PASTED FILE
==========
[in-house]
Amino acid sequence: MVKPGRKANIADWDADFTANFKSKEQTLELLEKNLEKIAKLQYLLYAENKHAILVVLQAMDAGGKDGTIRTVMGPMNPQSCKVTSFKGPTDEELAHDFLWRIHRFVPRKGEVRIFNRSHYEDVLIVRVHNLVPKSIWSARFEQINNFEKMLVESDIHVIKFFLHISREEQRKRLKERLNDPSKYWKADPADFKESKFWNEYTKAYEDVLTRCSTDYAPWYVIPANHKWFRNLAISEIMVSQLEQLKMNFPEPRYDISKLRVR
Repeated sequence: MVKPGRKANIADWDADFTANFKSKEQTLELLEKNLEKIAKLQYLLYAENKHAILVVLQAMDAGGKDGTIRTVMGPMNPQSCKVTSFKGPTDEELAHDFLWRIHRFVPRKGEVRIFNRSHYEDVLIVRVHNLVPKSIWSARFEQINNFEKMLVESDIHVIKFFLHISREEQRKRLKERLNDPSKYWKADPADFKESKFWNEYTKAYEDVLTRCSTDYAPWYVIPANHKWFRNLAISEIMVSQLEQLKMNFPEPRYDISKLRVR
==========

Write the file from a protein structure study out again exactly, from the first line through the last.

[in-house]
Amino acid sequence: MVKPGRKANIADWDADFTANFKSKEQTLELLEKNLEKIAKLQYLLYAENKHAILVVLQAMDAGGKDGTIRTVMGPMNPQSCKVTSFKGPTDEELAHDFLWRIHRFVPRKGEVRIFNRSHYEDVLIVRVHNLVPKSIWSARFEQINNFEKMLVESDIHVIKFFLHISREEQRKRLKERLNDPSKYWKADPADFKESKFWNEYTKAYEDVLTRCSTDYAPWYVIPANHKWFRNLAISEIMVSQLEQLKMNFPEPRYDISKLRVR
Repeated sequence: MVKPGRKANIADWDADFTANFKSKEQTLELLEKNLEKIAKLQYLLYAENKHAILVVLQAMDAGGKDGTIRTVMGPMNPQSCKVTSFKGPTDEELAHDFLWRIHRFVPRKGEVRIFNRSHYEDVLIVRVHNLVPKSIWSARFEQINNFEKMLVESDIHVIKFFLHISREEQRKRLKERLNDPSKYWKADPADFKESKFWNEYTKAYEDVLTRCSTDYAPWYVIPANHKWFRNLAISEIMVSQLEQLKMNFPEPRYDISKLRVR